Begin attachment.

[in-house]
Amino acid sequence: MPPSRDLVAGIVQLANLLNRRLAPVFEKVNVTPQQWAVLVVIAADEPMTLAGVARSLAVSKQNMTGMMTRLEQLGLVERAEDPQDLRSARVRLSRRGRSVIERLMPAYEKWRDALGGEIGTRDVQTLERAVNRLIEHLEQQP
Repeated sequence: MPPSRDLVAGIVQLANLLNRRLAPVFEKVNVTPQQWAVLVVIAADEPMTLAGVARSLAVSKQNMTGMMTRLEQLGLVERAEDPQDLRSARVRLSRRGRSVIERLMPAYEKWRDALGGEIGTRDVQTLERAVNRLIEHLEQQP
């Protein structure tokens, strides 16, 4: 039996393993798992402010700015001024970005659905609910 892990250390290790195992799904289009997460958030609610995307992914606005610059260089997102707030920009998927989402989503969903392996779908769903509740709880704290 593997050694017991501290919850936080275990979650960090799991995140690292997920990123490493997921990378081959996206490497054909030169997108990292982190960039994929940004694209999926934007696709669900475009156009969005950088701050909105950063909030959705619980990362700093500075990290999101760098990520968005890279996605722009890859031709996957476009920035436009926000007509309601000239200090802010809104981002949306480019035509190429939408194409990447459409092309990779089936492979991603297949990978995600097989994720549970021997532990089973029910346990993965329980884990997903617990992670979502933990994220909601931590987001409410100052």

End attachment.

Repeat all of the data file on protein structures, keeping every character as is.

[in-house]
Amino acid sequence: MPPSRDLVAGIVQLANLLNRRLAPVFEKVNVTPQQWAVLVVIAADEPMTLAGVARSLAVSKQNMTGMMTRLEQLGLVERAEDPQDLRSARVRLSRRGRSVIERLMPAYEKWRDALGGEIGTRDVQTLERAVNRLIEHLEQQP
Repeated sequence: MPPSRDLVAGIVQLANLLNRRLAPVFEKVNVTPQQWAVLVVIAADEPMTLAGVARSLAVSKQNMTGMMTRLEQLGLVERAEDPQDLRSARVRLSRRGRSVIERLMPAYEKWRDALGGEIGTRDVQTLERAVNRLIEHLEQQP
């Protein structure tokens, strides 16, 4: 039996393993798992402010700015001024970005659905609910 892990250390290790195992799904289009997460958030609610995307992914606005610059260089997102707030920009998927989402989503969903392996779908769903509740709880704290 593997050694017991501290919850936080275990979650960090799991995140690292997920990123490493997921990378081959996206490497054909030169997108990292982190960039994929940004694209999926934007696709669900475009156009969005950088701050909105950063909030959705619980990362700093500075990290999101760098990520968005890279996605722009890859031709996957476009920035436009926000007509309601000239200090802010809104981002949306480019035509190429939408194409990447459409092309990779089936492979991603297949990978995600097989994720549970021997532990089973029910346990993965329980884990997903617990992670979502933990994220909601931590987001409410100052």